Monday, 6 October 2014

Government’s U-turn “to save the Green Belt”


You can tell there’s an election coming. Even though ministers and their advisers are well aware that there is an urgent need to release land, including Green Belt land, to meet the requirements for housing land, De-CLoG has issued a statement in which they once again trot out the old mantra that, once established, Green Belt boundaries should only be altered in exceptional cases.

Eric Pickles is quoted as saying: “Protecting our precious green belt must be paramount. Local people don’t want to lose their countryside to urban sprawl, or see the vital green lungs around their towns and cities lost to unnecessary development.” [Translation: “We know the NIMBYs are wrong really, but they might go and vote for UKIP, so at all costs we are going to say and do whatever it takes to get the Tory defectors back into fold, even though it makes a complete nonsense of our pledge to get more houses built. Getting ourselves re-elected has to come first.”]

Uncle Eric and his friends have suddenly re-discovered ‘Localism’ and are claiming that “Local Plans are now at the heart of the reformed, democratic planning system, so councils can decide where development should and shouldn’t go in consultation with local people.”.

Planning officers can naturally be expected to take a more objective view of these matters, because they have to work out a way of planning for the housing needs of their localities, but this had led them (unsurprisingly) to recommend to their authorities that some Green Belt land will have to be released in order to meet objectively assessed targets (even though these are no longer set by central government.) But to counter this, the government’s on-line guidance has been amended to read that assessing need is just the first stage in the preparation of a council’s local plan, and that in assessing the suitability of land to meet the identified need for housing over the plan period, they “should take account of any constraints such as Green Belt which indicate that development should be restricted and which may restrain the ability of an authority to meet its need”.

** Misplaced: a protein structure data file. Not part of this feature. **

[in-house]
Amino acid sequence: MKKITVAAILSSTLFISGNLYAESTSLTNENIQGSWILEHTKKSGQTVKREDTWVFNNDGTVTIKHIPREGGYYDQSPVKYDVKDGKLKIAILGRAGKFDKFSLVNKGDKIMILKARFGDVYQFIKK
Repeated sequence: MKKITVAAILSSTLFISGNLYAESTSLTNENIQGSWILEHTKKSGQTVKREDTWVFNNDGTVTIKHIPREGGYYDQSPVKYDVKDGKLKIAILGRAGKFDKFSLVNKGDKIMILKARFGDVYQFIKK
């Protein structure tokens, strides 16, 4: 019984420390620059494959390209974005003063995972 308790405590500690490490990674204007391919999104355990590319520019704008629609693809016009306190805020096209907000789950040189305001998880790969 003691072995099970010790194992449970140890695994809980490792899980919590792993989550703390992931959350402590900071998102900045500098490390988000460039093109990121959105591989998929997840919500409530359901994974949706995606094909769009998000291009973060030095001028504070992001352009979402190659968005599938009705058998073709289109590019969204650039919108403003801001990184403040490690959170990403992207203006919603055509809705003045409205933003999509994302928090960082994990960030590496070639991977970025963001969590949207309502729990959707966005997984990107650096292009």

This makes it quite clear that having objectively assessed housing need in their area, LPAs should feel free to ignore it, if is politically inexpedient to release green field sites (and particularly some parts of the Green Belt) in order to allocate sufficient land to meet their housing need. If this advice is to be taken at face value, it would appear that the government is abandoning the requirement that LPAs must demonstrate that they have a five-year housing land supply, plus a 5% margin (six years’ supply in cases where council’s have failed to produce sufficient housing land in the past, in the form of committed schemes) if they can excuse themselves by pointing to constraints such as the Green Belt (or any other plausible excuses). It also seems to let them off the hook of having to co-operate with neighbouring authorities in the provision of housing land, even though the 2011 Act requires them to do so.

This is bad news for house-builders, and it is bad news for first-time buyers. It also makes a nonsense of recent legislative and policy changes which were directed at securing the provision of adequate housing land. But then, as I said, we are now in the run-up to the General Election, and I did predict a major U-turn sooner or later in this pre-election period. This latest ministerial statement seems to herald that U-turn, and there will no doubt be more to come, as an increasingly panic-stricken Tory Party thrashes about trying to find something, anything, that might secure a few more votes and get them across the winning line next May.

© MARTIN H GOODALL